By Erik J. Martin, CTW Features
It’s been said that we are a product of our environment. That axiom can also be true of home interiors, which can creatively reflect the flavors, aesthetics, and sociocultural traits of your surrounding community or distinctive geographical locale.
So when it’s time for a room upgrade or whole-home facelift, look to your local area for design and decor inspirations.
“People often live in locations that are in one way or another a representation of who they are, even if it’s small. For instance, city people live in cities, and country people live where horses are at arm’s length,” says Alexis Peters, an interior designer with Home Styling by Alexis in Nashville. “I believe it’s beneficial to continue carrying out the particular style to which you are drawn because when you love where you live, it can make you feel thrilled every time you walk in your front door.”
You can increase that thrill by implementing visual elements that replicate common, popular, and beloved characteristics nearby.
“For example, if you live near picturesque rolling grassy hills, why not bring that feeling inside by painting your walls similar colors, or incorporating natural materials like granite and wood into furniture, walls, or fixtures that reflect the surrounding landscape? By allowing yourself to look around for aesthetic inspiration from your local environment, you can truly make your home feel invitingly beautiful without ever having to leave the comfort of your neighborhood,” suggests Martin Orefice, CEO of Rent To Own Labs.
Nadine Vogel, an interior designer with Sweetgrass Living, LLC, is a big fan of this approach.
“Let’s say you live on the ocean and find the colors and scents of the water relaxing. You can use coastal colors for your cabinetry, furnishings, and fabrics that will not only blend your interiors with the exterior but will contribute to your mental health,” she recommends.
“You could choose to keep your flooring light in color via white oak, which wears well near saltwater and where sand might be regularly tracked into your home. Perhaps you want to remodel your home and remove walls for more open, interconnected spaces, or add a special entrance that includes a shower for when you come in from the beach.”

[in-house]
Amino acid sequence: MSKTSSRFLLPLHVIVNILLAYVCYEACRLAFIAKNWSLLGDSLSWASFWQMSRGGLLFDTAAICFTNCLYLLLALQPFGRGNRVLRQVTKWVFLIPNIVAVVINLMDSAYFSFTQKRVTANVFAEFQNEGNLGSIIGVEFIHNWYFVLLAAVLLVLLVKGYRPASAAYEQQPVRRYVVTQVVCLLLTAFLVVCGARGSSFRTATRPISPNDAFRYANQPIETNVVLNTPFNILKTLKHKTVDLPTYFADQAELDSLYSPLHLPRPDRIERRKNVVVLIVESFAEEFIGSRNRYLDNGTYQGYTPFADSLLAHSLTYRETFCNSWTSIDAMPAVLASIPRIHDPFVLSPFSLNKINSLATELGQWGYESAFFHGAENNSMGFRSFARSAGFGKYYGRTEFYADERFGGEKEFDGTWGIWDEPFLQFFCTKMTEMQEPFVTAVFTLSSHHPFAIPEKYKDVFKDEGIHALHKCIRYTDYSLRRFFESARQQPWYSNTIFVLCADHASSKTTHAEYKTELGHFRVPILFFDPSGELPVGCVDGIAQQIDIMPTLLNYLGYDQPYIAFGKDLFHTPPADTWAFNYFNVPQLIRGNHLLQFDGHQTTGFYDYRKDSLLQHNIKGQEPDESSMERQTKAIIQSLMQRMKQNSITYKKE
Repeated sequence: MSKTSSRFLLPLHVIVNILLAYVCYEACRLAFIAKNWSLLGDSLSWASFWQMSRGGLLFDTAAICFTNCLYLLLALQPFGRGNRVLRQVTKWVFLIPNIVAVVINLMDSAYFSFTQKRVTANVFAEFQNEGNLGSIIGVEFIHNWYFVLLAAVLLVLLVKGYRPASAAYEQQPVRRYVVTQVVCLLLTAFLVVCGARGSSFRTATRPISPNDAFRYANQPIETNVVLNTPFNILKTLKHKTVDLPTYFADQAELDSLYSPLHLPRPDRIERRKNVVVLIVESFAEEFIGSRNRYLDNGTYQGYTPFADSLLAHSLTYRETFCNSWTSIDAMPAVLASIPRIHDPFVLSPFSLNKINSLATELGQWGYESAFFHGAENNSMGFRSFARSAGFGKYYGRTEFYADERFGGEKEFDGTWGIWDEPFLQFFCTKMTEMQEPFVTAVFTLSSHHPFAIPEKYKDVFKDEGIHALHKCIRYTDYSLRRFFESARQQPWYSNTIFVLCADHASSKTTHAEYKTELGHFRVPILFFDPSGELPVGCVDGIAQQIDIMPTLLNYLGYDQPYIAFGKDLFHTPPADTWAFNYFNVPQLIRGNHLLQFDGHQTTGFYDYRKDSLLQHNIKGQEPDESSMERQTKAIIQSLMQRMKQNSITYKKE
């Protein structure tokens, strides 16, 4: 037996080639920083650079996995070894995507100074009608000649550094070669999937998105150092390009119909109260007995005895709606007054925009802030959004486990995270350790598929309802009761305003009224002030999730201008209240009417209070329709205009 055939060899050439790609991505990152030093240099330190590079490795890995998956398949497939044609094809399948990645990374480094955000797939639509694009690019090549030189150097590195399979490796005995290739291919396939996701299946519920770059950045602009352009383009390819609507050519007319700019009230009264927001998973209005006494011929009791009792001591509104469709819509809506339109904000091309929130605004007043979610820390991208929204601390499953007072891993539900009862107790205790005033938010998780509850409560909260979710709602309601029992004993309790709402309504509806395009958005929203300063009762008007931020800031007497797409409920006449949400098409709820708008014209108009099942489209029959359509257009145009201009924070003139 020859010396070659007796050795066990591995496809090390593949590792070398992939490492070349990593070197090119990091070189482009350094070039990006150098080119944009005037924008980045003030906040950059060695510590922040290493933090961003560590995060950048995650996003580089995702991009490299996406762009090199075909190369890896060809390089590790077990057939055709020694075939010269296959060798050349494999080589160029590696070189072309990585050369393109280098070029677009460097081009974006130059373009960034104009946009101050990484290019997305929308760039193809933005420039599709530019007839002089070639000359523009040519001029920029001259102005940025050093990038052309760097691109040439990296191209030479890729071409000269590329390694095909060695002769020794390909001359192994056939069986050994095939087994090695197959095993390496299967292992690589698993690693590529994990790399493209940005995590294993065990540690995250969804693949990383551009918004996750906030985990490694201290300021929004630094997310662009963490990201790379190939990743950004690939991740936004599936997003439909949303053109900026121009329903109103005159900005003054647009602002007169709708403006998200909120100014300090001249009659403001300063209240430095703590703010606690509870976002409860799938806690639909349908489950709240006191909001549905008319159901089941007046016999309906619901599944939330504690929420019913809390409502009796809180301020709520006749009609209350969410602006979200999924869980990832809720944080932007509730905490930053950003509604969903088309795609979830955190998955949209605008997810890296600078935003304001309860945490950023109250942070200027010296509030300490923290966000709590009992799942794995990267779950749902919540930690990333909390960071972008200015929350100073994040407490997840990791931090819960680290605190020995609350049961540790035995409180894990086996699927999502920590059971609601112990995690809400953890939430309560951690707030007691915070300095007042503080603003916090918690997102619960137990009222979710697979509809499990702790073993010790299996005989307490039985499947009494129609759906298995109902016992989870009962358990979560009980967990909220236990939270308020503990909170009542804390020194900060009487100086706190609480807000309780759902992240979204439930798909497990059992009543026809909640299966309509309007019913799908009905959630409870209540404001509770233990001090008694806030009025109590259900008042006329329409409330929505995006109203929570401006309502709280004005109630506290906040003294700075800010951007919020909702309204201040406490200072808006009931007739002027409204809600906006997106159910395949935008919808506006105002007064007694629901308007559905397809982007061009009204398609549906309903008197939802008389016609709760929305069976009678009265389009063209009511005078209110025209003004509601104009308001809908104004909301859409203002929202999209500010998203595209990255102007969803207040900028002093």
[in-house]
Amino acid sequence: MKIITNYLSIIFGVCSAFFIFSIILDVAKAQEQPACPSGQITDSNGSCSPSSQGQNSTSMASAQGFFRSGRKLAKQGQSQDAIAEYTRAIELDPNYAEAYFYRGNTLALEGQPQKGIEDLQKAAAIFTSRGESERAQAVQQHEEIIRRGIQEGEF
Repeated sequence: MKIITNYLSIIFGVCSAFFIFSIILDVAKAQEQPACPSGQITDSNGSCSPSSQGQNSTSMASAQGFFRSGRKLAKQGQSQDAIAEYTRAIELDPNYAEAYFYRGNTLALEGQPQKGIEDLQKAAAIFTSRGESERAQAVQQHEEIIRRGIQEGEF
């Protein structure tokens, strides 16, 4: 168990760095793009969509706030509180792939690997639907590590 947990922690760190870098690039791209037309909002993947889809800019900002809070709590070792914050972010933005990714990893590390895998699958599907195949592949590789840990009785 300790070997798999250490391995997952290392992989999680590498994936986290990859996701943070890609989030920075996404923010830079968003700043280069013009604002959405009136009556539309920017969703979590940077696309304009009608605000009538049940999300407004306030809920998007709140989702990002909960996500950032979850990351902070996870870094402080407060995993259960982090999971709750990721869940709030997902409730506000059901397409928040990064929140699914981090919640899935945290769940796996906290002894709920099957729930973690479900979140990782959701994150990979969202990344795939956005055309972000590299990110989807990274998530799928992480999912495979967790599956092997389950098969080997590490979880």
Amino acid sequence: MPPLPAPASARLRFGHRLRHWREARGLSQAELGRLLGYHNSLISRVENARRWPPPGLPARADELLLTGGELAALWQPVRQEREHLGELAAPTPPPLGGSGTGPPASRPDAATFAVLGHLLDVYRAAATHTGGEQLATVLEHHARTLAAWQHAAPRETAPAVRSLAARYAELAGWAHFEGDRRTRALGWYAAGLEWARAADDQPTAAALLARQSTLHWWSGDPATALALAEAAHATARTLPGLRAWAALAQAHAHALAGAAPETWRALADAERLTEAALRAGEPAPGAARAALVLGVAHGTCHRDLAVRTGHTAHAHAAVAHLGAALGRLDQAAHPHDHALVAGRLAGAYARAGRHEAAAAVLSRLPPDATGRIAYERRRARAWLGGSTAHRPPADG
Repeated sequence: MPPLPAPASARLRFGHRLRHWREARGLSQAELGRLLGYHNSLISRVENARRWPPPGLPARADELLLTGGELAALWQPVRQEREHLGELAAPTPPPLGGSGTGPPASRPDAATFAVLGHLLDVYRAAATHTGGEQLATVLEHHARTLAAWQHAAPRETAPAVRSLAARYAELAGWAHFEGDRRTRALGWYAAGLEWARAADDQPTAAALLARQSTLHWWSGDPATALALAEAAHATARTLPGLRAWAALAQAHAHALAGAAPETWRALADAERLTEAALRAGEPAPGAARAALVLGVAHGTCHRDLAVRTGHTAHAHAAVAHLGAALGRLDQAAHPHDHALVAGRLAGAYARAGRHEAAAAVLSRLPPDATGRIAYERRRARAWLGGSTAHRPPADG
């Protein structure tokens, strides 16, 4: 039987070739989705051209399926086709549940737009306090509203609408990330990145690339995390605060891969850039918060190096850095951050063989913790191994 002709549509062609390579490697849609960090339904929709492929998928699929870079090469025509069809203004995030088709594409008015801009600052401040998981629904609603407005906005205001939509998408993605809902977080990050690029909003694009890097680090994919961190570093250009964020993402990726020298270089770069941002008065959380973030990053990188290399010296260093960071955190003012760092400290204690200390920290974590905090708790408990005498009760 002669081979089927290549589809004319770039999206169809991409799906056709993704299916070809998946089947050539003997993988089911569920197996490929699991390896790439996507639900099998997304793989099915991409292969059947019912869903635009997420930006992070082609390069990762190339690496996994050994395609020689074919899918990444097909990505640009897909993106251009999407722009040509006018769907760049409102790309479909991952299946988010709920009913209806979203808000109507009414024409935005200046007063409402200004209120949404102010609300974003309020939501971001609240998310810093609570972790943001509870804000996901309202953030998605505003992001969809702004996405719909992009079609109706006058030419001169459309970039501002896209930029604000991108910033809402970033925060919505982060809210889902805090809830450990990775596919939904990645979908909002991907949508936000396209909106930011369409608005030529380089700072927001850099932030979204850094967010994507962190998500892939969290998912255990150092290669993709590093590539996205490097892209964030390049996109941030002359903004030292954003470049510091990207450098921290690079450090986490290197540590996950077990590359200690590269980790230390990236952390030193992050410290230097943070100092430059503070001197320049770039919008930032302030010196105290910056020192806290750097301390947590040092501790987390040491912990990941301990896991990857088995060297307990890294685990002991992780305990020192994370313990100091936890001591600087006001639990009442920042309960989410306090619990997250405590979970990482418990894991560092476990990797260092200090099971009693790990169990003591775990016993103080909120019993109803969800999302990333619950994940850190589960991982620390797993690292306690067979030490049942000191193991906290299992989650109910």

Artem Kropovinsky, the founder of Arsight, an interior design studio based in New York City, suggests several ways to draw influences from your surroundings.
“Look to your local architecture for inspiration. The style of your surrounding buildings can inform your own interior design choices. Also, use natural materials from your local area, such as driftwood if you live near a beach,” he says. “Take into account your climate and incorporate elements that will enhance it, such as light and airy fabrics for hot climates or heavy textiles for colder climates. Consider the cultural influences in your area, too, by incorporating traditional patterns, textiles, or artwork that reflect the local culture. And if you live near a scenic space or park and have a great view, consider installing large windows and a balcony.”
Peters admires how one of her clients applied creative decor to her rural property.
“She drives down a peaceful, winding road for 10 minutes passing horses and cows grazing the meadows on the way to her ranch. So she picked a black and brown color palette and mounted horns above her kitchen sink. There’s cowhide in her bedroom and black leather accent pillows tossed all over. Her several cowboy hats are used as décor, as well,” Peters explains. “This home represents a major goal for me as a designer. Your home should reflect who you are and what you love.”
Andre Kazimierski, CEO of Improovy in Chicago, explains that blending local flavors into your interior design is a fantastic way to bring vibrancy, color, and personality to a space.
“Achieving this can be easily done by using items like area rugs, architectural fixtures, furniture pieces, or artwork. You can also add more meaningful mementos and souvenirs from key life moments in the area,” says Kazimierski.